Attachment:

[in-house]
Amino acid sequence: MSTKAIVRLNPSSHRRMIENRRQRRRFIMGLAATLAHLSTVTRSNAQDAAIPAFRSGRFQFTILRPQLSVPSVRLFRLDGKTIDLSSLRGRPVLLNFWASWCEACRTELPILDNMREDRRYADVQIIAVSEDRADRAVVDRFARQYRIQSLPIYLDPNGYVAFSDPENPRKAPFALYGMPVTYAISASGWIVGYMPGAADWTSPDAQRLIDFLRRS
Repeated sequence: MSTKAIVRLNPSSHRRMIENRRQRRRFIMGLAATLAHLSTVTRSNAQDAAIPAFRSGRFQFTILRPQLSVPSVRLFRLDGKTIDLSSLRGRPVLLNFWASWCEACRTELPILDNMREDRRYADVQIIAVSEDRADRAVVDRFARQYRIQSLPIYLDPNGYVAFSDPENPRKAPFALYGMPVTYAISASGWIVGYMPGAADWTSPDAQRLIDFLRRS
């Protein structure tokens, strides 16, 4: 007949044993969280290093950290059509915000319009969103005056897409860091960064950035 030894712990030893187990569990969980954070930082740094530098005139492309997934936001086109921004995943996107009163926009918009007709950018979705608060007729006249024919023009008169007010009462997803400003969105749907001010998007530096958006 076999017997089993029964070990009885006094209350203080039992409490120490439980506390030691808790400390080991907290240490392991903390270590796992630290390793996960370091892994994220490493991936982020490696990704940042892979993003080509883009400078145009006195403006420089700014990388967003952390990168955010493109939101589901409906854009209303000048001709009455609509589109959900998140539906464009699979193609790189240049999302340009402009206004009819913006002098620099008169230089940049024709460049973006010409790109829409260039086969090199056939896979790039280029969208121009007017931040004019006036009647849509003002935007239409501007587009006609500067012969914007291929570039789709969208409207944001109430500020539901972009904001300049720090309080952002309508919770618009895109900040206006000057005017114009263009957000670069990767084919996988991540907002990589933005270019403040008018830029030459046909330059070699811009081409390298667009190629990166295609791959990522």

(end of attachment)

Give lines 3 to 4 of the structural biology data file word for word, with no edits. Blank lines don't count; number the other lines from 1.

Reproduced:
Repeated sequence: MSTKAIVRLNPSSHRRMIENRRQRRRFIMGLAATLAHLSTVTRSNAQDAAIPAFRSGRFQFTILRPQLSVPSVRLFRLDGKTIDLSSLRGRPVLLNFWASWCEACRTELPILDNMREDRRYADVQIIAVSEDRADRAVVDRFARQYRIQSLPIYLDPNGYVAFSDPENPRKAPFALYGMPVTYAISASGWIVGYMPGAADWTSPDAQRLIDFLRRS
């Protein structure tokens, strides 16, 4: 007949044993969280290093950290059509915000319009969103005056897409860091960064950035 030894712990030893187990569990969980954070930082740094530098005139492309997934936001086109921004995943996107009163926009918009007709950018979705608060007729006249024919023009008169007010009462997803400003969105749907001010998007530096958006 076999017997089993029964070990009885006094209350203080039992409490120490439980506390030691808790400390080991907290240490392991903390270590796992630290390793996960370091892994994220490493991936982020490696990704940042892979993003080509883009400078145009006195403006420089700014990388967003952390990168955010493109939101589901409906854009209303000048001709009455609509589109959900998140539906464009699979193609790189240049999302340009402009206004009819913006002098620099008169230089940049024709460049973006010409790109829409260039086969090199056939896979790039280029969208121009007017931040004019006036009647849509003002935007239409501007587009006609500067012969914007291929570039789709969208409207944001109430500020539901972009904001300049720090309080952002309508919770618009895109900040206006000057005017114009263009957000670069990767084919996988991540907002990589933005270019403040008018830029030459046909330059070699811009081409390298667009190629990166295609791959990522």